Let me start by saying I have missed talking to the three of you who read my blog the last two weeks (just kidding, I think there are a few more of you than three). but I was in Kenya (building a classroom for a primary school in Machacos County outside Nairobi) and let's just say internet was "iffy" (and by that, I mean I would get kicked off every five minutes---not at all frustrating when I was trying to enter grades for my students in the Finance course I am teaching).
So, I was telling some folks this morning about my trip, which consisted of one week of building the classroom (anyone who knows me should not even attempt to imagine me mixing concrete and sawing boards ---- did you know they actually want you to saw the cuts in a straight line? I think that is a bit picky, but what do I know??) and then a few days on safari (we saw four out of the "big five" as there weren't any rhinos in our area---but lots of hippos and that made up for it). While telling these folks about the two weeks, I got choked up because I honestly couldn't say which week was "better" (working my buttocks off building and playing and working with the children and teachers at that school OR going on the safari). Both were transformational in different ways. During the "build", I had a chance to witness children who were so excited about learning new things: we sang with them, I made up songs to teach them, I taught them in class one day, I taught their teachers a couple of cool new strategies to use in the classroom, and these kids couldn't wait for recess, not so they could go run and play with their friends, but so they could come and help us throw 25 pound rocks into the foundation of their new classroom. The teachers, dressed in their Sunday best, got in on the mixing of the concrete as well. We were, to say the least, overwhelmed at the welcome and the appreciation these folks had for the work we did.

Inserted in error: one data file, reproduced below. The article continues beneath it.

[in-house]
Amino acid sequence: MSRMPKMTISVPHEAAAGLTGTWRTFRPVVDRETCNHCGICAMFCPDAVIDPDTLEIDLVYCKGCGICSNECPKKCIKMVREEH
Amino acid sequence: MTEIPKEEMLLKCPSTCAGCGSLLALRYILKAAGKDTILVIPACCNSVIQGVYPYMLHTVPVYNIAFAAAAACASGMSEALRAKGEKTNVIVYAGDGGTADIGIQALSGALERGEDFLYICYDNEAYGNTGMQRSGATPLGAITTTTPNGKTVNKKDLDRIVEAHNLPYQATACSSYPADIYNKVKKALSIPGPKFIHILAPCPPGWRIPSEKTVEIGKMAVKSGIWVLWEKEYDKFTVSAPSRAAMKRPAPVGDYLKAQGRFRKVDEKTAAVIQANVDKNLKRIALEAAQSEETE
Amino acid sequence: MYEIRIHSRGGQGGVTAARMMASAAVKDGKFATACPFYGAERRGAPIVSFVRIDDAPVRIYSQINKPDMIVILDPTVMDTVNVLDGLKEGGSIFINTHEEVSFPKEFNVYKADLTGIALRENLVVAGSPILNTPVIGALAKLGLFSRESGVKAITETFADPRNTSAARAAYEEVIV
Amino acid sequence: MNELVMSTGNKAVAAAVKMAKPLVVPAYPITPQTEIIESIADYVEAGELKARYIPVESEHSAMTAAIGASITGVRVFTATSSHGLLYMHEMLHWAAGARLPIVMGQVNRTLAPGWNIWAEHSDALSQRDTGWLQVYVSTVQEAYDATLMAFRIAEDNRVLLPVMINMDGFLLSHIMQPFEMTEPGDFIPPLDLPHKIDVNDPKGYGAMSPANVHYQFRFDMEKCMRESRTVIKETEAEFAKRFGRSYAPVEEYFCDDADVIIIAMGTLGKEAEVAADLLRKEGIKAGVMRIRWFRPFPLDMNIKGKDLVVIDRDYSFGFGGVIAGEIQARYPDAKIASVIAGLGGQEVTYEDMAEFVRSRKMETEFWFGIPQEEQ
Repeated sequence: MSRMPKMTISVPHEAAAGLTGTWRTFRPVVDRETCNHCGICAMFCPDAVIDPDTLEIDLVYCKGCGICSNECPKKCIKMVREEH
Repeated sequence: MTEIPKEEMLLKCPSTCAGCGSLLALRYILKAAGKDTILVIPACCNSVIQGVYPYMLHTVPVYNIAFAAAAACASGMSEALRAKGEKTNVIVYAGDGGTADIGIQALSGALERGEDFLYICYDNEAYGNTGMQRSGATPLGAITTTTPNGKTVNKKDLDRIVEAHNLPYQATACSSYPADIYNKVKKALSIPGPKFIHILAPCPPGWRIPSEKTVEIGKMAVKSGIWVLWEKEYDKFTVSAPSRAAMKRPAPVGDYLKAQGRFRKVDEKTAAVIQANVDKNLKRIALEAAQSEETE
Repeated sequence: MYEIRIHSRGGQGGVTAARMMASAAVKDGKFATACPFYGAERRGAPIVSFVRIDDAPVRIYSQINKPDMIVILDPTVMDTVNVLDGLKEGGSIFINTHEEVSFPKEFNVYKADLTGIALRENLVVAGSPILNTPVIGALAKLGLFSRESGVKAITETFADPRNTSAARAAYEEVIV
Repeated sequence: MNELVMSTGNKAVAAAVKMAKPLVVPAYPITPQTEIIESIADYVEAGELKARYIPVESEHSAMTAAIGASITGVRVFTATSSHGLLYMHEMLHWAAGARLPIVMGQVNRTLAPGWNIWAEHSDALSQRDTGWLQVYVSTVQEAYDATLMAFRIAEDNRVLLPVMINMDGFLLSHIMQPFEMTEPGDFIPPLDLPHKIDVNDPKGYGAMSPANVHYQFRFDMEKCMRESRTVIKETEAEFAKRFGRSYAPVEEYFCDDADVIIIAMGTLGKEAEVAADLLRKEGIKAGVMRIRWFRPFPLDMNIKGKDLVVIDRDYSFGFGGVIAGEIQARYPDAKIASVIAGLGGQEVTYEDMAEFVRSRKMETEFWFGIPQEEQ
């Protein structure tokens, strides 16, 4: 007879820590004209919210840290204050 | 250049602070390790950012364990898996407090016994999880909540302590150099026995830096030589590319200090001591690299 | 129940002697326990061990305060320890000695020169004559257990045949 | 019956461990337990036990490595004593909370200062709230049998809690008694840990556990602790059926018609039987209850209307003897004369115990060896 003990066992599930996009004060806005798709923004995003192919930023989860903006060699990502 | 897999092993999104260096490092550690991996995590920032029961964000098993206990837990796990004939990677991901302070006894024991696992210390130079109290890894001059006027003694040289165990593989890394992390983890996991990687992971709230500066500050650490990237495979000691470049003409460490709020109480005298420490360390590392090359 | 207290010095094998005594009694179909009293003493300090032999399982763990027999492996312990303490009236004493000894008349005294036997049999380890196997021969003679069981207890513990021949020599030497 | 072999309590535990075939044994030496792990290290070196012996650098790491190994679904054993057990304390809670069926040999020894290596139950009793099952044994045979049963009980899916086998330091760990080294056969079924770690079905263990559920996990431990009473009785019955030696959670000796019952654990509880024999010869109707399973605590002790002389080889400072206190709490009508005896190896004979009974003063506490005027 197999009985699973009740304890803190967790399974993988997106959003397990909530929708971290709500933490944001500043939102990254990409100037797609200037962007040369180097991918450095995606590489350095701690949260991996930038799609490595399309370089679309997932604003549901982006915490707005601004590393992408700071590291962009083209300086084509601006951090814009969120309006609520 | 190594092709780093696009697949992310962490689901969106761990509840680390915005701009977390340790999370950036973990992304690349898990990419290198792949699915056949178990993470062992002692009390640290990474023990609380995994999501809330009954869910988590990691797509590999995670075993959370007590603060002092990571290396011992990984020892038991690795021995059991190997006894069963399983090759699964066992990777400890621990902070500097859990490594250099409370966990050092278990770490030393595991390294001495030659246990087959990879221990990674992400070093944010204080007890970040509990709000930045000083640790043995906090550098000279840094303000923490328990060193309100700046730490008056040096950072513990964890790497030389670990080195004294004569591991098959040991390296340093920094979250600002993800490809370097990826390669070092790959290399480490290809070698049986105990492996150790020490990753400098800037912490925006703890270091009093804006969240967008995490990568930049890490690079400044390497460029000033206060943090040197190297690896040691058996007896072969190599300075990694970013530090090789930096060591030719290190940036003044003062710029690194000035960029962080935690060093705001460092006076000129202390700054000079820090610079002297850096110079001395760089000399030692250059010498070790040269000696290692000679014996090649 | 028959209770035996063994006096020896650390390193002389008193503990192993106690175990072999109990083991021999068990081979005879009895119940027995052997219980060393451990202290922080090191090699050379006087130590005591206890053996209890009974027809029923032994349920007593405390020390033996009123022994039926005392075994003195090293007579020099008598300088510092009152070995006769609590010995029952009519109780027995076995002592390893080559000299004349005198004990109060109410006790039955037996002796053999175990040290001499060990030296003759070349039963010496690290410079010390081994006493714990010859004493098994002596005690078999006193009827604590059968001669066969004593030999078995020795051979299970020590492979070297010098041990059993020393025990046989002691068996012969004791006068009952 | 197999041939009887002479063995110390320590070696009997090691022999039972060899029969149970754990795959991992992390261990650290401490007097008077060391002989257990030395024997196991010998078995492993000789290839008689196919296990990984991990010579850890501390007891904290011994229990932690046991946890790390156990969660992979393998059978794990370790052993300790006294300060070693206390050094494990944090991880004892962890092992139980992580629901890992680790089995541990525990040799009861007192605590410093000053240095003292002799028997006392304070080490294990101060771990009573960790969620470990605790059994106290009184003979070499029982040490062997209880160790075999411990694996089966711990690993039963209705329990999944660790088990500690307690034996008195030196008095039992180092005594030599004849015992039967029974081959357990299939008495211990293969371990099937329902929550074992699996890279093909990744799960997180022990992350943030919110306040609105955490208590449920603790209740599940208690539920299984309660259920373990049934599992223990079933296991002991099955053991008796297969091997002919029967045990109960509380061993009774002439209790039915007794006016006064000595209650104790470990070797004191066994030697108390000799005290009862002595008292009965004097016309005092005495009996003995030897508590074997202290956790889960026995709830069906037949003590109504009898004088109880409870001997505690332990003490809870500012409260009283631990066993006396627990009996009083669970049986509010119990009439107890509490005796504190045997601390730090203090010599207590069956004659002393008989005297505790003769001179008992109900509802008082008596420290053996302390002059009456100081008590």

Contrast that with sitting in a jeep every morning and evening for game drives to seek out mama and baby elephants, female lions with their cubs who rough-and-tumbled all over each other, the male lion, the cheetah who looked like it wanted to prey on an animal but didn't want us watching, and the most elusive of all --- the leopard. Nothing compares to seeing these gorgeous animals in the wild. I may never be able to go to a zoo again.